Hodgkin Lymphoma in Children
Hodgkin lymphoma is also called
Hodgkin disease. It's a type of cancer that starts in the lymphatic system. The
lymphatic system is part of the immune system. It helps to fight diseases and
infections. The lymphatic system also helps balance fluids in different parts of the
Hodgkin lymphoma causes abnormal
growth of the cells in the lymphatic system. Over time, the body is less able to fight
infection and the lymph nodes swell. Hodgkin lymphoma cells can also spread
(metastasize) to other organs and tissues. It’s a rare disease in children under age
The exact cause of Hodgkin lymphoma
is not known. Having a weak immune system and some viral infections may increase a
child’s risk of having Hodgkin lymphoma. Conditions that are linked to Hodgkin lymphoma
are listed below. But because Hodgkin lymphoma is so rare, the risk is still very
- Epstein-Barr virus infection, which
causes mononucleosis (mono)
- HIV infection, the virus that causes
- Having a family history of Hodgkin
- Certain immune system diseases
Symptoms tend to be a bit different
in each child. They can include:
- Painless swelling of the lymph nodes
in the neck, underarm, groin, or chest
- Trouble breathing
- Fever for no known reason
- Night sweats
- Tiring easily (fatigue)
- Loss of appetite
- Weight loss
- Itching skin
- Frequent infections
The symptoms of Hodgkin lymphoma
are a lot like those of other health conditions. It's important to take your child
healthcare provider if you notice these symptoms. Only a healthcare provider can tell
your child has cancer.
Your child's healthcare provider
will ask about your child's medical history and symptoms. A physical exam will be
done. Some tests might be done. too, such as:
Blood and urine tests.
These can be used to get an idea of your child's overall health. Certain changes can
be signs of disease.
Chest X-ray. The chest X-ray
shows the heart, lungs, and other parts of the chest.
Lymph node biopsy. A
tiny piece of tissue (called a sample) can be taken out of a swollen lymph node. It’s
sent to a lab and tested for cancer cells. A lymph node biopsy is needed to diagnose
CT scan. This may be done for the abdomen, chest, and/or pelvis. A CT scan uses a series
of X-rays and a computer to make detailed 3-D pictures of the inside of the
MRI scan. An MRI
uses large magnets, radio waves, and a computer to make detailed pictures of the
inside of the body. This test is often used to check the brain and spinal cord. Or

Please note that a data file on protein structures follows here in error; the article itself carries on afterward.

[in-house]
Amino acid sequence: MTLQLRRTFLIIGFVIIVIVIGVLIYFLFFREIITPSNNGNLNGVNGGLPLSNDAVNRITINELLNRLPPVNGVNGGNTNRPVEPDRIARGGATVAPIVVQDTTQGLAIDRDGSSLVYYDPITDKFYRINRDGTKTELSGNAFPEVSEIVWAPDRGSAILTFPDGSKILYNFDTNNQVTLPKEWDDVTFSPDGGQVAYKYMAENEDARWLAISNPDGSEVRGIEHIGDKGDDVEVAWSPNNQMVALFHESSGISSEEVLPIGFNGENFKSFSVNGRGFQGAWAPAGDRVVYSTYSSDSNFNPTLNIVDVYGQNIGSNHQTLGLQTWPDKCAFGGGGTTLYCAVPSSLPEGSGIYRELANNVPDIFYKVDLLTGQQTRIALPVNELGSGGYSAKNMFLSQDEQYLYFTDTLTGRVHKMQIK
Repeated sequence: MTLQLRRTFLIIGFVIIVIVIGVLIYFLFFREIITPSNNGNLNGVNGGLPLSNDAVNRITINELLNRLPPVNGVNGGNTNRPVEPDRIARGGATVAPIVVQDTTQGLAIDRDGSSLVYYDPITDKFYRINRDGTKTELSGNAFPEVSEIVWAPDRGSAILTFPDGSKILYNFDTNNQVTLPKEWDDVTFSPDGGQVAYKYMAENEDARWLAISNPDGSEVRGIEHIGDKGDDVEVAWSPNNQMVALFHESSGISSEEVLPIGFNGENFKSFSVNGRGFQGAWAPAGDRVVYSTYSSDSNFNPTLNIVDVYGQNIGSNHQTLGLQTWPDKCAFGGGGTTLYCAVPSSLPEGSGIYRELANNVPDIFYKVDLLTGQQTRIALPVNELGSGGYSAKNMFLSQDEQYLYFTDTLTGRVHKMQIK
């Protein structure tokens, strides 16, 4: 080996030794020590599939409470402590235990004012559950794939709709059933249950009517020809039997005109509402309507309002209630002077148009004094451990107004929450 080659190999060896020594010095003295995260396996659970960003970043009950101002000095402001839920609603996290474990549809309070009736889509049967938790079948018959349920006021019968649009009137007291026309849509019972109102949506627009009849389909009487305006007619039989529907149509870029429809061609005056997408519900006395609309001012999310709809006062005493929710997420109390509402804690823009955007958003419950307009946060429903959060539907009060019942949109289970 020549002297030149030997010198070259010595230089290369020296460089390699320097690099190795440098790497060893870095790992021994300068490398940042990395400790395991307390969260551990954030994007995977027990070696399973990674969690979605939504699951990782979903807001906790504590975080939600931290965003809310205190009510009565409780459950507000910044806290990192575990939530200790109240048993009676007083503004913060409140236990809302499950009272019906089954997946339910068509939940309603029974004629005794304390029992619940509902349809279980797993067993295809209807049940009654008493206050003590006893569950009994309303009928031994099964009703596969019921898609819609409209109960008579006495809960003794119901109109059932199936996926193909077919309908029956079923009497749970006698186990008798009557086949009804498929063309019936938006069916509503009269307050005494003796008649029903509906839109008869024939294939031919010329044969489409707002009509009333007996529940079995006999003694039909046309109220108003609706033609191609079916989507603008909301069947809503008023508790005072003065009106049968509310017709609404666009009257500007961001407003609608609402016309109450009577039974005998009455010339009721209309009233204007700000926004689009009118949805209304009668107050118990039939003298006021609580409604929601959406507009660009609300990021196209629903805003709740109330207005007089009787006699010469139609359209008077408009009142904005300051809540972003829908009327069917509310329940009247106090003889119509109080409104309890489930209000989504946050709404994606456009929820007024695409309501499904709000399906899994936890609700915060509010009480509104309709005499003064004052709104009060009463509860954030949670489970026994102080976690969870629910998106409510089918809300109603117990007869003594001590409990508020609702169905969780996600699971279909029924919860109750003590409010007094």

may be used if the results of an X-ray or CT scan are unclear.
Positron emission tomography
For this test, a radioactive sugar is injected into the
bloodstream. Cancer cells use the sugar faster than normal cells, so it collects in
cancer cells. A special camera is used to see where the radioactive sugar is in the
body. A PET scan can sometimes show cancer cells in different parts of the body, even
when they can’t be seen on other tests. This test is often done along with a CT scan.
This is called a PET/CT scan.
Bone marrow aspiration or
Bone marrow is the thick liquid in the center of some bones.
It’s where blood cells are made. A small amount of bone marrow may be taken out with
a large needle. This is called aspiration. Or solid bone marrow tissue may be removed
with a needle. This is called a core biopsy. Bone marrow is usually taken from the
hip bone. This test may be done to see if cancer cells have reached the bone
Part of diagnosing cancer is called
staging. The stage of a cancer is how much cancer there is and how far it has spread
the body. The stage is one of the most important things to know when deciding how
treat the cancer. Talk with your child's healthcare provider about the stage of your
There are different ways to stage
Hodgkin lymphoma. The system commonly used is the Lugano classification. It uses the
Roman numerals I (1), II (2), III (3), or IV (4). The higher the number, the more
advanced the cancer is. Letters can be added to the Roman numerals to give even more
Here is what the numbers mean:
Stage I. The cancer is
in 1 lymph node region or organ or site outside the lymphatic system.
Stage II. Is 1 of
- The cancer is in 2 or more lymph node regions on the same
side of the diaphragm. (This is the thin sheet of muscle that separates the
chest and abdomen.)
- Or the cancer has spread from 1 lymph node region into a
nearby organ outside the lymphatic system, but on the same side of the
Stage III. The cancer is
in lymph node regions on both sides of the diaphragm. It might also be in an organ
outside the lymphatic system or in the spleen.
Stage IV. The cancer is in the
lymphatic system and has widely spread to other organs outside the lymphatic
Letters that might be added
A (for asymptomatic) means your
child does not have fevers, night sweats, or weight loss.
Bis for B symptoms, which are fever, night sweats, or weight loss. If B is used,
it means your child has these symptoms.
E is used if lymphoma cells
are found in tissues or organs outside your child's lymphatic system.
S is for spleen. It's used if
lymphoma cells have been found in your child's spleen.
Most children with Hodgkin lymphoma
can be cured. Treatment options depend on the stage and other factors. Sometimes,